Now for the scenario that The Poker Model works hard to avoid, when my opponent raises. Players will raise here with Flush Draws (some call, some raise), trips (having the third 5), or bluffs. It is nearly impossible to do anything except fold middle pair if we get raised. It’s very easy to fold to a raise if we’ve completely missed the Flop (like with A-2, J-10, K-J, ect.), but much harder to believe our opponents when we have middle pair, especially because our hand has a much greater chance of winning. This is why The Poker Model stresses to check in this mediocre hand situation.


I check behind, the Turn is the 5c, and my opponent checks to me. This is a good card for us because the Flush Draw didn’t hit, no overcard came (like an 8,9, 10, J, K, or A), and the chance of having the 5 is even less likely now. Also, our opponent has made no attempt to bet at this Pot here. I have two options at this point, both are fine according to The Poker Model.

I can check, allowing the River card to come. While this leaves us in a vulnerable position on the River, we will call any bet based on size. For example, even if the Ks comes on the River, we will call if our opponent’s bet is pot size or less. Calling this bet will not put us under the 20 bb threshold and we’ll find out if our hand is best. If our hand improves on the River (if an unlikely 7 comes), then we will raise any bets to get all-in here as we’ve hit a monster on the River.

I can also make a value bet that works like a Blocker Bet to the River. Remember that a Turn Blocker Bet is meant to slow down our opponent’s action and get to the River, where we can check and learn if our hand is best. If my bet is folded to, then I’ll still win the Pot. This is fine and much different from making this bet and winning on the Flop because much of the big Pot opportunity has shrunk and players are more likely to give up here. For this reason, it is much more likely that my bet will not get raised. There is just less to bluff at or hope for on the Turn than on the Flop. In the event that we do get raised, then we’ll fold and chalk it up to a tricky hand.

Lastly and best is when my opponent calls this bet. Because he didn’t bet out on the Turn, it’s more likely that our middle pair is best now. Most players will bet in this spot with Flush Draws and Top pair. So because he checked twice, it’s likely that we are getting called by a hand that we are beating (like 6-6,4-4,3-3,2-2, or ace high). Additionally, after the call I’ll most likely get checked to on the River unless he made a big hand from the River card. For these reasons I bet.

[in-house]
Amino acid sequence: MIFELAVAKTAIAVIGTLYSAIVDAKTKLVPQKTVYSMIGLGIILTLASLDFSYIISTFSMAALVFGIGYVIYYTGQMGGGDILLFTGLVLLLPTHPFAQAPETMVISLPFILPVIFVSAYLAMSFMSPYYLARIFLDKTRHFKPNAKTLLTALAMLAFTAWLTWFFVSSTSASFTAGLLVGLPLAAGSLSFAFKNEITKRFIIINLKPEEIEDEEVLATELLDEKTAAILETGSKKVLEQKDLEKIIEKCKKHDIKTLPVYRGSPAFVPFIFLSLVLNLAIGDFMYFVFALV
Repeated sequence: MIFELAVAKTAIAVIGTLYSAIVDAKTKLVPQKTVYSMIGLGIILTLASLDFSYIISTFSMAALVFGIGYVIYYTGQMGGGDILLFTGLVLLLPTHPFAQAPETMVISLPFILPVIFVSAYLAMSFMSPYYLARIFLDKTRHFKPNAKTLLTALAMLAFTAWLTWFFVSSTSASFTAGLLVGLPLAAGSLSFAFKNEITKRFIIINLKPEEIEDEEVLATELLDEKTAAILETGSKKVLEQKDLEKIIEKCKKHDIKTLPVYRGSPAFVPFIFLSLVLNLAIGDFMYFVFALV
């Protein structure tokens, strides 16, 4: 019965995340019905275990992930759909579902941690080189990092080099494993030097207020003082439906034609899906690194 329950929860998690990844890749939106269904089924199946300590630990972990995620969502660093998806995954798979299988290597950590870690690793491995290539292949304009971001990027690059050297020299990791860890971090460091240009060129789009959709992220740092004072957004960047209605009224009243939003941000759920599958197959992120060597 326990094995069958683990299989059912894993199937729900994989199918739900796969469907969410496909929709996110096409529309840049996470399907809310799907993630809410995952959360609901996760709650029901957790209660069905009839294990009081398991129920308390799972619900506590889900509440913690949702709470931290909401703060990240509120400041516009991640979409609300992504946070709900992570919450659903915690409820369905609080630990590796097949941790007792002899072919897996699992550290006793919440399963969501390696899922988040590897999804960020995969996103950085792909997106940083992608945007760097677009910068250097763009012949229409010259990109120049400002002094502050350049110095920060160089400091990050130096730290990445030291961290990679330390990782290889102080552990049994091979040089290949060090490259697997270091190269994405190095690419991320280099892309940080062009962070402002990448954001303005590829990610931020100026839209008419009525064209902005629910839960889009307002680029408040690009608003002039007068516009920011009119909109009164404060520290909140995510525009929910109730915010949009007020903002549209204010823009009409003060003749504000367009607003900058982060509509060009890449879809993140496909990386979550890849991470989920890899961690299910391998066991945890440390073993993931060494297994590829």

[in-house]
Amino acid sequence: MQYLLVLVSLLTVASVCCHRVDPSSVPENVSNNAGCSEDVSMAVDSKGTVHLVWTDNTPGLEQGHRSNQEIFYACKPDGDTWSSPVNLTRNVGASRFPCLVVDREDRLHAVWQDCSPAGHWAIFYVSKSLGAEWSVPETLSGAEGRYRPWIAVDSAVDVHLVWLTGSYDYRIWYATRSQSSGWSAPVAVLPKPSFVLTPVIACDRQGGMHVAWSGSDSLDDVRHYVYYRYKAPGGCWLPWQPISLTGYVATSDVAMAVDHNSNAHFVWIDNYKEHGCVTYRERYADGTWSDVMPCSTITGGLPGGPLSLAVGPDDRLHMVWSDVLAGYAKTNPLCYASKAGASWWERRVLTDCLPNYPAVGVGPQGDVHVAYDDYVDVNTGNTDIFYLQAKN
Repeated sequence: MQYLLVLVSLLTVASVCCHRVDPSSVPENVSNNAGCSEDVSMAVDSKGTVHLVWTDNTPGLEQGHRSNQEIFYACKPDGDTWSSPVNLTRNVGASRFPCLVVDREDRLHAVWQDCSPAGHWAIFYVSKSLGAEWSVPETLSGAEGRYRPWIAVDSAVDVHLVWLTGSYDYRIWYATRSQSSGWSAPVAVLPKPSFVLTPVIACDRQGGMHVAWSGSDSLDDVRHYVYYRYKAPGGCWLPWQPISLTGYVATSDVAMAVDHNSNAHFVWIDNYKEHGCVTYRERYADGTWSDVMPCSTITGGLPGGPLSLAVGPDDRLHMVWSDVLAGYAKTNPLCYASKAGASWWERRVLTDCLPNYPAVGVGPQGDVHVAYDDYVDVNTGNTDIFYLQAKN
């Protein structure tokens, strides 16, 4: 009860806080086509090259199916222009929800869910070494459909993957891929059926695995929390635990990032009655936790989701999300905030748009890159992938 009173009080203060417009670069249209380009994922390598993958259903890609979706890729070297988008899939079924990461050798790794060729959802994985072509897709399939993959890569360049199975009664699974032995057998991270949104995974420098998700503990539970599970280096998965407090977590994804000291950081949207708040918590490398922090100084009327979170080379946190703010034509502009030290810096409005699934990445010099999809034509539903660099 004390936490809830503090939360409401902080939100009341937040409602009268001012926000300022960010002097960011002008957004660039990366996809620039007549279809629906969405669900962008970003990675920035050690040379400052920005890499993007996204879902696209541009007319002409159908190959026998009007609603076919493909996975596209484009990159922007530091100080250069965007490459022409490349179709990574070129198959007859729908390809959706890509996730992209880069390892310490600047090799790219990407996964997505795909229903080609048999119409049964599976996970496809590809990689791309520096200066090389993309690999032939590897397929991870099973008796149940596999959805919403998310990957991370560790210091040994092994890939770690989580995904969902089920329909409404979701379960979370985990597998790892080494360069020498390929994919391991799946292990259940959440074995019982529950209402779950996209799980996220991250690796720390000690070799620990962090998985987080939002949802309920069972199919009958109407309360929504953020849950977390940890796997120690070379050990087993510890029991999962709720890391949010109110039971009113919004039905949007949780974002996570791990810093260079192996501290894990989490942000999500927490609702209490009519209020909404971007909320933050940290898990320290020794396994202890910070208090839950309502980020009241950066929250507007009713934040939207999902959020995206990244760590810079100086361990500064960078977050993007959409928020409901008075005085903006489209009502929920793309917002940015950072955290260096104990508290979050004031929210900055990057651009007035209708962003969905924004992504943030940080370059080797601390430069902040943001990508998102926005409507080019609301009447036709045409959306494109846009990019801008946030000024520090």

I make a half pot bet, my opponent calls and the River is the 4s. This is not a bad card for me because it is under 7.  Even though the Flush Draw hit, my Full House will beat it. Because I showed strength by making a Turn bet, it’s more likely that my opponent will check to me. If this happens, then I will check behind and find out if I’ve won the hand.

If my opponent bets then it will appear to be a hand that beats 7-7 and the size of the bet will determine if I call. Remember that players will do anything with any two cards.


My opponent checks and I check behind. I win the Pot with 7h-7s and don’t get the opportunity to see what he had. My guess is that he had a pair lower than 7 or ace high. This is because he didn’t show any signs of aggression throughout the hand, but made a call on the Turn implying that he had something.

In today’s hand we walked through our process of assessing the table and found ourselves with 7h-7s. When the action folded to us we made a standard min-raise and were called by the Big Blind. After flopping a mediocre hand and a check from our opponent, we chose to see a free Turn card to avoid getting raised on the Flop. After another check on the Turn from our opponent, we decided to look for value while blocking a large bet on the River. After two additional checks on the River, we came out victorious.

Whether it’s Walking Sticks, Snowmen, Ducks, or Ladies be sure to know what you really have. If you’re working through The Poker Model system, then you can simply put hands into our three categories of nothing, mediocre, and monster in a post-Flop situation. Know your plan, know your stack, know the Pot, and most importantly, know your nicknames!